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Grooming from within

10 July 2023 | | By Glynis Horning

Beauty supplements and vitamins to enhance hair, skin and nails are all the rage. Here’s what you need to know.


Thanks to celebrity endorsements, influencers and social media, the market for beauty supplements is booming. According to a Goldstein Research report, the industry was worth R43.5 billion in 2016 and is tipped to hit $6.8bn (about R124bn) by the end of next year. But what exactly are these products?

Hair, skin and nail supplements now come in tablets, capsules, liquid, powder, oils and gels. They generally contain vitamins and minerals, sometimes in very high doses, and may also contain herbs, hormones, microbes or animal derivatives such as fish oils and collagen, according to a 2020 study in the journal Dermatology Practical & Conceptual.

Here are some of the main ingredients to enhance hair, skin and nails from within:

Biotin (vitamin B7): This helps your body metabolise proteins and is needed for healthy hair, skin and nail cells. A biotin deficiency can result in hair loss, eczema and brittle nails. “The recommended daily dose is 30 micrograms (mcg) a day for adults,” says dietitian Aziwe Booi. “Food sources of biotin include salmon, beef liver, sunflower seeds, sweet potato, almonds, whole eggs, bananas and milk.” Getting more than 30 mcg of biotin won’t provide a beauty boost unless you have a deficiency, which is rare if you have a balanced diet, according to a review of 18 studies in the journal Skin Appendage Disorders.

Keratin: This is a protein produced naturally by your body, that makes up the outer layer of your hair, skin and nails. Shampoos and conditioners containing it may help strengthen hair and improve its appearance, and several studies suggest supplements may help hair, skin and nail health, but keratin is highly resistant to stomach acids and more studies are needed. You can support your body’s production of keratin with foods such as eggs, salmon, beef liver, onions, kale, sweet potatoes, carrots, sunflower seeds and garlic, says Booi.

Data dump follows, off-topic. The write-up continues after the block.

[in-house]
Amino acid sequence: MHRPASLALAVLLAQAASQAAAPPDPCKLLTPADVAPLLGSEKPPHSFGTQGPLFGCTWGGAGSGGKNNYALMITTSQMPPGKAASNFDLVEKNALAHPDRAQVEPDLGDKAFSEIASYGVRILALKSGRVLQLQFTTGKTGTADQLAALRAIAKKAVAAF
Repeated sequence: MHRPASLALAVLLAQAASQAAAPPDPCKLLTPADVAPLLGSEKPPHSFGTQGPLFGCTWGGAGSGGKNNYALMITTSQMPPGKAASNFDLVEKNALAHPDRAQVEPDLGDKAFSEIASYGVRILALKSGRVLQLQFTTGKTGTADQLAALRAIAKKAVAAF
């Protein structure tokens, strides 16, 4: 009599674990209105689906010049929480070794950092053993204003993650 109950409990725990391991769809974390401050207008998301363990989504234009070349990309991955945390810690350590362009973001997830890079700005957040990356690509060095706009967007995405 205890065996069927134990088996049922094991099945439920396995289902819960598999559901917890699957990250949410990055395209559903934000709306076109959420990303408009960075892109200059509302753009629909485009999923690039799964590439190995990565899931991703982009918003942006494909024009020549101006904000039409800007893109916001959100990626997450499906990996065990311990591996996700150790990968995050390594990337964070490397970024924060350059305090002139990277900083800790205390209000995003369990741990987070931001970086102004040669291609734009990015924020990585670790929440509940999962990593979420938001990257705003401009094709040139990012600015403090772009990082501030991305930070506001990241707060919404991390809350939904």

Collagen: This is another structural protein that occurs naturally, and helps give skin a plump, smooth appearance. When production decreases with age, wrinkles start to form. One study found taking a collagen supplement improved skin hydration. Taking collagen may also improve hair and scalp condition.

 “Fish, chicken, or meat products containing bones are a dietary source of collagen. Foods containing the amino acids glycine, hydroxyproline, proline and valine are important as they support collagen production. Examples of these foods include legumes, eggs, meat, chicken, soy and dairy products. Vitamin C and collagen are a critical combo to support collagen synthesis, so ensure you get enough through your diet.” says Booi.

Vitamin C: This is often included in supplements for skin and hair. The recommended daily intake (75 mg for women, 90 mg for men) is easily obtained from a balanced diet. “Great plant-based sources of vitamin C are bell peppers, oranges, tomatoes, broccoli, Brussel’s sprouts and kiwi fruit,” says Booi.

“Before trying a supplement, discuss it with your health provider like a registered dietitian, who can interpret blood results and advise whether you have a deficiency and may benefit from it, and can also recommend a reputable brand,” Booi adds.

IMAGE: 123rf.com

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